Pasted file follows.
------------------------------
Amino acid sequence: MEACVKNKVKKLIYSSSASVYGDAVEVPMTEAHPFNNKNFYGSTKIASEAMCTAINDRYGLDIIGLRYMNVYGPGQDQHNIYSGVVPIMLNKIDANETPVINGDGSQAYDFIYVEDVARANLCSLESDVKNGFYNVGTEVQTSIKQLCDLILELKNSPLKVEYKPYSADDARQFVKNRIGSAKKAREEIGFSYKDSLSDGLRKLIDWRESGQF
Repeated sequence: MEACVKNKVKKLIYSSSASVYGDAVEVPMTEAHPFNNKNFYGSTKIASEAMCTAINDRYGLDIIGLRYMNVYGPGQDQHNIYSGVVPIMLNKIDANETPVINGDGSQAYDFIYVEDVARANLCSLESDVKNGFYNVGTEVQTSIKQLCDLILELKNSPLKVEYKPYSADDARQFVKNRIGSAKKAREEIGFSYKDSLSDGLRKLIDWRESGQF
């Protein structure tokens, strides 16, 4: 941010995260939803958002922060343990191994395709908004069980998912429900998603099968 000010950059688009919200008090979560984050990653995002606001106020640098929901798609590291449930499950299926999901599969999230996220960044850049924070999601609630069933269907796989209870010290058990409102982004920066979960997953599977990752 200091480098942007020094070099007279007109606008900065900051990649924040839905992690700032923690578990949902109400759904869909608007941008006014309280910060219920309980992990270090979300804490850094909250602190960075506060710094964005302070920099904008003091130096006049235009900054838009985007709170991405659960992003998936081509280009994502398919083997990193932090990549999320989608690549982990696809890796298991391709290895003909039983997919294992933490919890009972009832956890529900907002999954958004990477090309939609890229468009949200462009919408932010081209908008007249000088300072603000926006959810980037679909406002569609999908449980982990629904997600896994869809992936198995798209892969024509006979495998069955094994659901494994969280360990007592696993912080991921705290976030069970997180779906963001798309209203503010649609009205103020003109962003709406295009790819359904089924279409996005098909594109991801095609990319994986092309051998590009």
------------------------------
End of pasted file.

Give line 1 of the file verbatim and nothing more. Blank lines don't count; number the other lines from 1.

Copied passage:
Amino acid sequence: MEACVKNKVKKLIYSSSASVYGDAVEVPMTEAHPFNNKNFYGSTKIASEAMCTAINDRYGLDIIGLRYMNVYGPGQDQHNIYSGVVPIMLNKIDANETPVINGDGSQAYDFIYVEDVARANLCSLESDVKNGFYNVGTEVQTSIKQLCDLILELKNSPLKVEYKPYSADDARQFVKNRIGSAKKAREEIGFSYKDSLSDGLRKLIDWRESGQF